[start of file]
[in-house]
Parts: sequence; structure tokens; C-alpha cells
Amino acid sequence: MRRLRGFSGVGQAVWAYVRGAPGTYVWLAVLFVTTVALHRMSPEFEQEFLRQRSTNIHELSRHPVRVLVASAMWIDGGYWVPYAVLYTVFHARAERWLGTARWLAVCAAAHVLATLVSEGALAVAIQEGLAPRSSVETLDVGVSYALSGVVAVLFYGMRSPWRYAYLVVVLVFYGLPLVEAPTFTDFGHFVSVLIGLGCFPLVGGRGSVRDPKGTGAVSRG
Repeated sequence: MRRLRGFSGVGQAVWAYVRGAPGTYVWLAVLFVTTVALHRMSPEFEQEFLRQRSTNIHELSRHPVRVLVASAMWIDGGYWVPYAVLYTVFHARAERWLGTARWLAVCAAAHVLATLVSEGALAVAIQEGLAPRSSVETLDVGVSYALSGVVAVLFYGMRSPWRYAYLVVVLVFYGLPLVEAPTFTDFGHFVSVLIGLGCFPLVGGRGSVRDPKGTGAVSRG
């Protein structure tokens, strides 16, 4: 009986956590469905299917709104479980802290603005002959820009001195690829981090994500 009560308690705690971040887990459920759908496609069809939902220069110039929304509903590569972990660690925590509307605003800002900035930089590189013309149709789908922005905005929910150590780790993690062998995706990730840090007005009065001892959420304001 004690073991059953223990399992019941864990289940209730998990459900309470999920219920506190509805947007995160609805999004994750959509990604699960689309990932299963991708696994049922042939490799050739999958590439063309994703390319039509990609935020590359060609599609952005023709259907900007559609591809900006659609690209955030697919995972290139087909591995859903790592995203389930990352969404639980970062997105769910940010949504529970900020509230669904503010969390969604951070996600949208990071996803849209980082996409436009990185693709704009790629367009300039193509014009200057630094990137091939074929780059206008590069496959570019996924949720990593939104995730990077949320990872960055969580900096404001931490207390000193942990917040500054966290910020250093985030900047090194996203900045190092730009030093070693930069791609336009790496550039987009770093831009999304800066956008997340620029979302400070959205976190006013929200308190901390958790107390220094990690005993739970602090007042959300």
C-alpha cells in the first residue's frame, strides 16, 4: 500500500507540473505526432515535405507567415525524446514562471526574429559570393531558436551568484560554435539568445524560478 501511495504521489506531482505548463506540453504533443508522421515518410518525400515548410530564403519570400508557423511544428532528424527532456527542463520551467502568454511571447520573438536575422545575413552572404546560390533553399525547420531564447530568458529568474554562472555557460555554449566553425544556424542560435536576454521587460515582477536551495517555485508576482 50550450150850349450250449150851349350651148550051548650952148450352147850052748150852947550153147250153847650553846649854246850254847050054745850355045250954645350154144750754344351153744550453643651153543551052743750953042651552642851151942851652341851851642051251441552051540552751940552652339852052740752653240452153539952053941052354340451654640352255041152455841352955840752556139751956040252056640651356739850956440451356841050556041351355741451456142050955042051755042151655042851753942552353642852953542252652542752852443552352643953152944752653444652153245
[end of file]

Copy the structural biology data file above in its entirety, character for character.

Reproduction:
[in-house]
Parts: sequence; structure tokens; C-alpha cells
Amino acid sequence: MRRLRGFSGVGQAVWAYVRGAPGTYVWLAVLFVTTVALHRMSPEFEQEFLRQRSTNIHELSRHPVRVLVASAMWIDGGYWVPYAVLYTVFHARAERWLGTARWLAVCAAAHVLATLVSEGALAVAIQEGLAPRSSVETLDVGVSYALSGVVAVLFYGMRSPWRYAYLVVVLVFYGLPLVEAPTFTDFGHFVSVLIGLGCFPLVGGRGSVRDPKGTGAVSRG
Repeated sequence: MRRLRGFSGVGQAVWAYVRGAPGTYVWLAVLFVTTVALHRMSPEFEQEFLRQRSTNIHELSRHPVRVLVASAMWIDGGYWVPYAVLYTVFHARAERWLGTARWLAVCAAAHVLATLVSEGALAVAIQEGLAPRSSVETLDVGVSYALSGVVAVLFYGMRSPWRYAYLVVVLVFYGLPLVEAPTFTDFGHFVSVLIGLGCFPLVGGRGSVRDPKGTGAVSRG
């Protein structure tokens, strides 16, 4: 009986956590469905299917709104479980802290603005002959820009001195690829981090994500 009560308690705690971040887990459920759908496609069809939902220069110039929304509903590569972990660690925590509307605003800002900035930089590189013309149709789908922005905005929910150590780790993690062998995706990730840090007005009065001892959420304001 004690073991059953223990399992019941864990289940209730998990459900309470999920219920506190509805947007995160609805999004994750959509990604699960689309990932299963991708696994049922042939490799050739999958590439063309994703390319039509990609935020590359060609599609952005023709259907900007559609591809900006659609690209955030697919995972290139087909591995859903790592995203389930990352969404639980970062997105769910940010949504529970900020509230669904503010969390969604951070996600949208990071996803849209980082996409436009990185693709704009790629367009300039193509014009200057630094990137091939074929780059206008590069496959570019996924949720990593939104995730990077949320990872960055969580900096404001931490207390000193942990917040500054966290910020250093985030900047090194996203900045190092730009030093070693930069791609336009790496550039987009770093831009999304800066956008997340620029979302400070959205976190006013929200308190901390958790107390220094990690005993739970602090007042959300």
C-alpha cells in the first residue's frame, strides 16, 4: 500500500507540473505526432515535405507567415525524446514562471526574429559570393531558436551568484560554435539568445524560478 501511495504521489506531482505548463506540453504533443508522421515518410518525400515548410530564403519570400508557423511544428532528424527532456527542463520551467502568454511571447520573438536575422545575413552572404546560390533553399525547420531564447530568458529568474554562472555557460555554449566553425544556424542560435536576454521587460515582477536551495517555485508576482 50550450150850349450250449150851349350651148550051548650952148450352147850052748150852947550153147250153847650553846649854246850254847050054745850355045250954645350154144750754344351153744550453643651153543551052743750953042651552642851151942851652341851851642051251441552051540552751940552652339852052740752653240452153539952053941052354340451654640352255041152455841352955840752556139751956040252056640651356739850956440451356841050556041351355741451456142050955042051755042151655042851753942552353642852953542252652542752852443552352643953152944752653444652153245